how to make nursing pads3:42:00 PM
I was introduced to some lovely nursing pads at the end of my last pregnancy that turned out to be my favorite thing ever after my milk settled down. It made all the disposable pads feel just like a non-breathable disposable diaper. You'd think I'd feel compassion for my child and start using cotton diapers, but he's not complaining, so I continue to be lazy/sane. Besides, throwing nursing pads with milk in the washer is way easier than cleaning out poopy diapers and then throwing them in the washer.
Anyway, I just loved the wonderful soft cotton flannel nursing pads. I wanted more, but I had paid a lot just for one pair, and I couldn't go out and buy four more pairs. Turns out, they are pretty simple and very inexpensive to make, so here is a tutorial in pictures mostly. My brain is at an all-time low in stupid mode, so it's better for me to explain things minimally.
Supplies (for 2 pairs):
- 1/2 yard white good quality 100% cotton flannel* (if you get 1 yard, it will make 5 pairs)
- white thread
- paper for making circle template
*I usually ALWAYS recommend pre-shrinking*, but if you're giving these as a gift, I wouldn't unless your flannel runs about $9 a yard. Anything cheaper than that will sort of ball up and not look new for your little mommy. Any flannel cheaper than $3.99 (regular price) is junk. Don't get it.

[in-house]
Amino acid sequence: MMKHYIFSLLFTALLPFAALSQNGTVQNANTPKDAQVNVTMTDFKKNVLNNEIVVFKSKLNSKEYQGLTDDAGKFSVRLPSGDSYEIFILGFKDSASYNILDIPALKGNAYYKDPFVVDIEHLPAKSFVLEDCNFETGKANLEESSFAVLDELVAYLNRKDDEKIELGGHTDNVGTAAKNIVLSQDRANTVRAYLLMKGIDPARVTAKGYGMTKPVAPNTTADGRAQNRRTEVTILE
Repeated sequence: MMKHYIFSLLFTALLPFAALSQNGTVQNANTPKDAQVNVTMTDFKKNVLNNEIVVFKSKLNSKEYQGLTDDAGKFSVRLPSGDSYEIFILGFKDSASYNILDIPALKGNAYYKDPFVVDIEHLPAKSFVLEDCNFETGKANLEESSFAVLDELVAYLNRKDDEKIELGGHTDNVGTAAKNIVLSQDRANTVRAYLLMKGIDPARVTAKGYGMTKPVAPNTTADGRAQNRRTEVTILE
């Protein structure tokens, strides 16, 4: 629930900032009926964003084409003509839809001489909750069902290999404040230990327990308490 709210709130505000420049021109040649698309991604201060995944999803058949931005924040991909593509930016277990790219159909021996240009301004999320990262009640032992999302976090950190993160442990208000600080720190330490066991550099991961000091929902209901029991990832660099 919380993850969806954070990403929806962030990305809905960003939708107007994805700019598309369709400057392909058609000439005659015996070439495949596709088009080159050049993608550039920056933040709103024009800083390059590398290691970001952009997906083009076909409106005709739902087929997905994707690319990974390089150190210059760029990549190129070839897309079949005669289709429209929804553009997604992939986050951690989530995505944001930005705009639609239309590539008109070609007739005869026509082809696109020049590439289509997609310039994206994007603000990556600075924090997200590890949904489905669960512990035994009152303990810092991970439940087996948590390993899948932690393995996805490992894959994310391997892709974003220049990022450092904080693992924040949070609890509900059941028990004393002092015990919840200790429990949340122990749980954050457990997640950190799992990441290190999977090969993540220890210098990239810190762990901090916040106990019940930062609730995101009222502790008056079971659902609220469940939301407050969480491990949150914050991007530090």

*If you pre-shrink your fabric, you may want to make your circle template closer to 5 3/4" in diameter.
Step 1: Make a circle template that is 6 inches in diameter.
Step 2: Cut out your circles using the template. You will need 16 circles total for 2 pairs (4 circles per pad).
Step 3: Fold each circle in quarters (fuzzy sides together) and mark with a pin 1/4" from center of circle. Or just pinch the center and eyeball the next step.
Step 4: Sew a dart with widest point at 1/2". End the dart 1/4" away from the center of the circle. I like to chain link them to save time.
Step 5: Lay four circles out and then four more with the darts facing each other. Press all the darts one way. (You may have to change the direction of the darts later on. I didn't figure the whole math thing for this step.)
Step 6: Lay four circles on top of each other. Start with one dart on the right facing up, then one on the left facing up, then one on the right facing down then one on the left facing down. (Basically just alternate directions each layer.)
Step 7: The photo show this step in the wrong order. Pin the circles trying to follow the natural curve of the circles (don't lay flat) and baste around the edges 1/4" away from edges.
Step 8: Trim edges so the four layers all end at the edge of the circles.
Step 9: Set your machine with a very wide zig-zag, but short stitch and sew around the edges. (If you have a serger, I recommend using that instead.) If you're lucky, they will look perfect. If you're not, they will look a little lopsided, but nobody will see them, right?